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I am having a weird issue with a page on my site. I am using ASP.NET MVC to send model data to the page.

I am showing a list of checkboxes based on objects in a Javascript array. When the page loads, it shows the items properly but does not select the ones in the selected items array.

Here's what the HTML looks like.

<!-- ko foreach: items -->
        <input type="checkbox"
               data-bind="checkedValue: $data, checked: $root.selectedItems" />
        <span data-bind="text: Name"></span>
<!-- /ko -->

Here's what the Javascript looks like.

var Item = function (id, name) {
    this.Id = id;
    this.Name = name;

var model = {
    items = ko.observableArray([]),
    selectedItems = ko.observableArray([])

@foreach (var serverItem in serverItems) {
    @:model.items.push(new Item('@serverItem.Id', '@serverItem.Name'));
@foreach (var selectedServerItem in selectedServerItems) {
    @:model.selectedItems.push(new Item('@selectedServerItem.Id', '@selectedServerItem.Name'));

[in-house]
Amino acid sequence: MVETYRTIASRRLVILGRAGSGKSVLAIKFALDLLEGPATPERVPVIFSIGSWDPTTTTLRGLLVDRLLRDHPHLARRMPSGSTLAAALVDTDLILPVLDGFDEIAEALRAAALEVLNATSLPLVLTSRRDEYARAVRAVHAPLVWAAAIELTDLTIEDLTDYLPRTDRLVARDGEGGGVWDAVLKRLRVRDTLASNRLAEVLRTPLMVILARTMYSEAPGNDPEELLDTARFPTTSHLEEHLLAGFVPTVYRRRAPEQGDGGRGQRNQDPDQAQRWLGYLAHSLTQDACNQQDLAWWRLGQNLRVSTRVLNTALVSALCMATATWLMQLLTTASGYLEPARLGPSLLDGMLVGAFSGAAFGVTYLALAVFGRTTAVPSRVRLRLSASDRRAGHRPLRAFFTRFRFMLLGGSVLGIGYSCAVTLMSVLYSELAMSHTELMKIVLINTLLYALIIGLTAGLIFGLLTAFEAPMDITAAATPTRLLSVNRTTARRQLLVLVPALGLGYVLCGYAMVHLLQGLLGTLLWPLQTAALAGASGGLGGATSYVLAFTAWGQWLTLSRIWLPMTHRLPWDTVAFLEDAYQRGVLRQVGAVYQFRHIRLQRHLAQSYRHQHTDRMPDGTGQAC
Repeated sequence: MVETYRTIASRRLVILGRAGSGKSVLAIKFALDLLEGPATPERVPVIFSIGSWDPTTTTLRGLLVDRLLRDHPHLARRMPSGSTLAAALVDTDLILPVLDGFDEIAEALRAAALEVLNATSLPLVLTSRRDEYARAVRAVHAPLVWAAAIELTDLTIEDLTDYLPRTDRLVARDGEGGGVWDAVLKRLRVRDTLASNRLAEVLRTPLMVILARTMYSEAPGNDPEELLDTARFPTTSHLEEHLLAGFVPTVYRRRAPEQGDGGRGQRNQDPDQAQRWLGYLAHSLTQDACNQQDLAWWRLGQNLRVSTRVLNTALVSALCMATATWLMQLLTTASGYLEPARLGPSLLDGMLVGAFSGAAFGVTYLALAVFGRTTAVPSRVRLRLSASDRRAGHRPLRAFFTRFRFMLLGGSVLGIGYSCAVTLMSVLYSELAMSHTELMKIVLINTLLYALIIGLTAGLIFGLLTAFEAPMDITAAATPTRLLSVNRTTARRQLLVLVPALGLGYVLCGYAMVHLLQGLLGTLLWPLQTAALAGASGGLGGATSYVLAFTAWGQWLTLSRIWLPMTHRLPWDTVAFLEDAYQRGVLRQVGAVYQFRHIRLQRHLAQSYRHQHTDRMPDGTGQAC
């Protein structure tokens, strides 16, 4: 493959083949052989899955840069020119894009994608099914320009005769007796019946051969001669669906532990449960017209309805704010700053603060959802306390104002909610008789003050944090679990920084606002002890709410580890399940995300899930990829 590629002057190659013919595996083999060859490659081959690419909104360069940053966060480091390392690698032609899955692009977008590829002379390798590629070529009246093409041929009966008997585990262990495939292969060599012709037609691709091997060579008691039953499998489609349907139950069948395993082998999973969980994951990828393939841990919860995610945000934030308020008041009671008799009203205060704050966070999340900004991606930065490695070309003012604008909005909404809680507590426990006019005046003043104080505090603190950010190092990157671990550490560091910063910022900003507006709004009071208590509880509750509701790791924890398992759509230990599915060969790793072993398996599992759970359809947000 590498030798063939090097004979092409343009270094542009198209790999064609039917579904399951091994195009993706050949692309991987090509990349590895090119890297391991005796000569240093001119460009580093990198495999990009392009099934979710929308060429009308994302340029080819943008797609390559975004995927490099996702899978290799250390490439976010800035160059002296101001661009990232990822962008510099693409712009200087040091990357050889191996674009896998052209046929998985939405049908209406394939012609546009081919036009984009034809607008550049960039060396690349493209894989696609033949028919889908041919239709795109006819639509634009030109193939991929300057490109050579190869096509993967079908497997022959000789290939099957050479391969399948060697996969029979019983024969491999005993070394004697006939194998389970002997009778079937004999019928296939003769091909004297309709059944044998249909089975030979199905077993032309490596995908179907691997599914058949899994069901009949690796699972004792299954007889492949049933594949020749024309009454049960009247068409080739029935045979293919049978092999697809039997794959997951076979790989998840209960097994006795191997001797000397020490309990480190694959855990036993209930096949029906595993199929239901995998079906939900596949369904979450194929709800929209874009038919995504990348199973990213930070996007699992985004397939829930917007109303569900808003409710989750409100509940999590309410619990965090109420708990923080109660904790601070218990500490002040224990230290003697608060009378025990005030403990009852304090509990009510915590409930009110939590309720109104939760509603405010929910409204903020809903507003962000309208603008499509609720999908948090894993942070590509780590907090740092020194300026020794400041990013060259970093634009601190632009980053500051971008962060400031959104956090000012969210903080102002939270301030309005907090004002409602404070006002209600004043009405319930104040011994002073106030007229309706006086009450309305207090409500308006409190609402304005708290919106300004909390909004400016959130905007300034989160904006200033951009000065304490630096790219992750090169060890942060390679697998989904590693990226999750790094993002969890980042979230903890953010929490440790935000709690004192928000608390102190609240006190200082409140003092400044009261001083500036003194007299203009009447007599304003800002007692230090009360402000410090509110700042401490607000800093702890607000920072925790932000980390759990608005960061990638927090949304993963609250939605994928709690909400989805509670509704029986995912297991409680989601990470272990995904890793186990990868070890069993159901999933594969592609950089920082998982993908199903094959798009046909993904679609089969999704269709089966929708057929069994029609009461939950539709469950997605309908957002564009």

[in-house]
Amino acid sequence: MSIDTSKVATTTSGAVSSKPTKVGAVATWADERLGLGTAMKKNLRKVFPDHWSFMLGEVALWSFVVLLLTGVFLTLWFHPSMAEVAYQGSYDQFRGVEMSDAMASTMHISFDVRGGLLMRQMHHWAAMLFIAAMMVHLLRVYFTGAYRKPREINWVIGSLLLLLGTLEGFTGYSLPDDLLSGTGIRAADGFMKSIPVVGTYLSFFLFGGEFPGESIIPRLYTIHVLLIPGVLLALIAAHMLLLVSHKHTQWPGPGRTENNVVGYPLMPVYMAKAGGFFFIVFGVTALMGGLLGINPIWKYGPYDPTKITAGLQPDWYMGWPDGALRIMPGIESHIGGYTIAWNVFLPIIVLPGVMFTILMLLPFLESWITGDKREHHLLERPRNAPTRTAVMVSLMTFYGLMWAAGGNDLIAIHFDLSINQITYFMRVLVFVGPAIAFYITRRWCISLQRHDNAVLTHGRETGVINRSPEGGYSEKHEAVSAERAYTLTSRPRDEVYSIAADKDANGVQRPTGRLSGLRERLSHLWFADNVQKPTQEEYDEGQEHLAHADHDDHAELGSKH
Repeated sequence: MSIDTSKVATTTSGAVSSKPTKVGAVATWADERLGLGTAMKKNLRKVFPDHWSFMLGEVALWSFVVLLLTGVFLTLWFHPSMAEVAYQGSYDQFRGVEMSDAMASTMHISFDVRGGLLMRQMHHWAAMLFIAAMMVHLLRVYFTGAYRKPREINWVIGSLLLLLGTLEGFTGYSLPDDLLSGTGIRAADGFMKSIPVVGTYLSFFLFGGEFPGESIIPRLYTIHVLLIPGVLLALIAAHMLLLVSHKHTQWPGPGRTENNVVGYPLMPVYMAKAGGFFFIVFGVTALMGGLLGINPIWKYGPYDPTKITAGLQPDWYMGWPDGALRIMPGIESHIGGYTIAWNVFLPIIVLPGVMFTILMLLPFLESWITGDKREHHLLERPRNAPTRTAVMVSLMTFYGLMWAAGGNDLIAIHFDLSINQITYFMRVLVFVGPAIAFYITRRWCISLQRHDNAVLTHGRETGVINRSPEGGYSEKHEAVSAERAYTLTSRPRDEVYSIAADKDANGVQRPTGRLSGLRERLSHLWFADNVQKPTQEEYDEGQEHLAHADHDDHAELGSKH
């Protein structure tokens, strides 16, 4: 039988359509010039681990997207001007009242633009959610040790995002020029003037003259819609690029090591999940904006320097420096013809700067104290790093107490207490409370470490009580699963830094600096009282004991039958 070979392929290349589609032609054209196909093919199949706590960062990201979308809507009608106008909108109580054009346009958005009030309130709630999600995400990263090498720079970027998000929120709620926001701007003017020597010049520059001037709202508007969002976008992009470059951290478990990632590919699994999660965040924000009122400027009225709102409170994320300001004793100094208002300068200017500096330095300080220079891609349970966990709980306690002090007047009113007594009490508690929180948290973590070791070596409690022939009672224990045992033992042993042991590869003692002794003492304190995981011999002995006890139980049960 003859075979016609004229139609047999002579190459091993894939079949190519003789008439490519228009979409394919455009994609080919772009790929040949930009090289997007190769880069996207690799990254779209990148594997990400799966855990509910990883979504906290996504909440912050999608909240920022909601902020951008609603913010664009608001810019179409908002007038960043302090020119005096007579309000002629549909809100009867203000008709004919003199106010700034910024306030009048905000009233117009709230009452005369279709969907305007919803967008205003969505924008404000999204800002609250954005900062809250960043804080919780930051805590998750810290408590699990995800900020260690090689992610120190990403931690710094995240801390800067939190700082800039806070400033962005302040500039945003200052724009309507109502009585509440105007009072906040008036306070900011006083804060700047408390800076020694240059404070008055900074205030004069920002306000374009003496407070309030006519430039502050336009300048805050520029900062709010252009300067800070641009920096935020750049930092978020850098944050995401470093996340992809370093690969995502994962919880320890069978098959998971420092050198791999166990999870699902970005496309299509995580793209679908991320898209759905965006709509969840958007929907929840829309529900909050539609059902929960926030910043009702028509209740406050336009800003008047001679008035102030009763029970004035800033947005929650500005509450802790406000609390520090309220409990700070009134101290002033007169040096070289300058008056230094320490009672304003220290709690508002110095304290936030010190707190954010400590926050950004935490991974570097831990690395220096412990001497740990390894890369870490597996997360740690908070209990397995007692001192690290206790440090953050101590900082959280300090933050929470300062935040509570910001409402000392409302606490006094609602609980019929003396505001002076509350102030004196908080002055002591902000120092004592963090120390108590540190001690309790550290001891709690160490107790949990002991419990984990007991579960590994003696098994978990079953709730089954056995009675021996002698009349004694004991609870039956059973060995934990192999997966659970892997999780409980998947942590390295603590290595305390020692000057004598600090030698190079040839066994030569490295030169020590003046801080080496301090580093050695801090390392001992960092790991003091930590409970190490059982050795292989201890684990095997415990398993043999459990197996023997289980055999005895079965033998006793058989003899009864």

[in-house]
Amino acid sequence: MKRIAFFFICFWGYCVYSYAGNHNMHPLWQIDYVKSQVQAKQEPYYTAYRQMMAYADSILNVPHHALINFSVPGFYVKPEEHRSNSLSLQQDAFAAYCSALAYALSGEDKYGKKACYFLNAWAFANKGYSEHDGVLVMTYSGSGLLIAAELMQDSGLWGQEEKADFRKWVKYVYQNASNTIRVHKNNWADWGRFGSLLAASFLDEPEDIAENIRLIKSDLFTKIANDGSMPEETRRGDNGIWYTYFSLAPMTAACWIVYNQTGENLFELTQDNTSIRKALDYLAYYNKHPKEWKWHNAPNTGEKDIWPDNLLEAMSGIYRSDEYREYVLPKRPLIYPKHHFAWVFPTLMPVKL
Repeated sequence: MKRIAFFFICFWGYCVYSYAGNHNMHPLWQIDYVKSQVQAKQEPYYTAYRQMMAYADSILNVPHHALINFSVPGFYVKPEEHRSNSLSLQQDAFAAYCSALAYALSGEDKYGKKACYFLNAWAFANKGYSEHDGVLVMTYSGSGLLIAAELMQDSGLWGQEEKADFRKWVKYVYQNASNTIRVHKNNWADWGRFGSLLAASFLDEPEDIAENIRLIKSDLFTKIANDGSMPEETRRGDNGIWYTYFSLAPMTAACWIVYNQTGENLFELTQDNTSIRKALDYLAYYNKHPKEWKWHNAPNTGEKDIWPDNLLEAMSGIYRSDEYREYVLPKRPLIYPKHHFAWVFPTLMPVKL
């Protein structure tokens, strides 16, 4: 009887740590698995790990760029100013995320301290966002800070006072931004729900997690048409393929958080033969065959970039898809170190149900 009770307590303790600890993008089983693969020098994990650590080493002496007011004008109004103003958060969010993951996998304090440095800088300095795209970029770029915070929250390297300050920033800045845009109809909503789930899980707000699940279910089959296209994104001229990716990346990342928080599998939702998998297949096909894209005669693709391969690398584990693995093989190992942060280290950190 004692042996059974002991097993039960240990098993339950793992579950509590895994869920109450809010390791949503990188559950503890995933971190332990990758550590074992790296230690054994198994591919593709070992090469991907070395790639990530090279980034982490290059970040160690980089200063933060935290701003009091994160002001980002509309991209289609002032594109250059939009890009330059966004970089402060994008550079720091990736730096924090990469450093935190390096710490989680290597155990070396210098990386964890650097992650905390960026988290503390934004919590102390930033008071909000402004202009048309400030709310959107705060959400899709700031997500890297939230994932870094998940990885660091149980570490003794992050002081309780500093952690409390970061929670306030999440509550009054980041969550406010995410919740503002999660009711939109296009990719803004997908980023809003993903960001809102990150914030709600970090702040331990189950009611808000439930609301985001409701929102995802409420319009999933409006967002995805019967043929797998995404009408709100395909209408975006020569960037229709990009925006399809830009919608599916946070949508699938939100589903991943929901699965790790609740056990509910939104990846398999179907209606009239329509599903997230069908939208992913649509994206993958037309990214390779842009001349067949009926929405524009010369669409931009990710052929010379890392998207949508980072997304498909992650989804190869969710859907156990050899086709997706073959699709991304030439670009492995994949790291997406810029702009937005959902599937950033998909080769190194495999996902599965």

You would think that it would get selected because the objects are identical, but it doesn't. And when I do select the checkboxes, it adds additional items to the selectedItems array instead of using the existing ones.

['1', 'Business To Business'], ['2', 'Business To Consumer'], ['1', 'Business To Business']

Can anyone explain to me why this is happening? Why is Knockout not understanding that checkboxes need to be checked based on objects and not primitives?

Solution I ended up with:

var items = [];
@foreach (var serverItem in serverItems) {
    @:items[@serverItem.Id] = {Id: '@serverItem.Id', Name: '@serverItem.Name'};
    if (selectedServerItems.Any(si => si.Id == serverItems.Id)

Now the checkboxes are properly selected when the page loads.

share|improve this question

1 Answer 1

up vote 3 down vote accepted

The objects are identical, but they are different instances. Knockout does an == (or maybe ===) to compare the items, and in JavaScript that will always return false for 2 different instances of an object, even if internally they are the same. This works fine for strings, however.

var foo1 = {foo: 1};
var foo2 = {foo: 1};
var foo3 = foo1;

console.log(foo1 == foo2); // false
console.log(foo1 == foo3); // true

You can see that in action in this fiddle... http://jsfiddle.net/Nk86C/1/

share|improve this answer
Wow... I can't believe it was something this simple. Thank you so much. –  dimgl Feb 17 '14 at 7:53
Finally found out why I had the same issue, great! I also made a quick jsfiddle to understand this better: jsfiddle.net/9fb369p1/3 –  afgallo Apr 17 at 16:58

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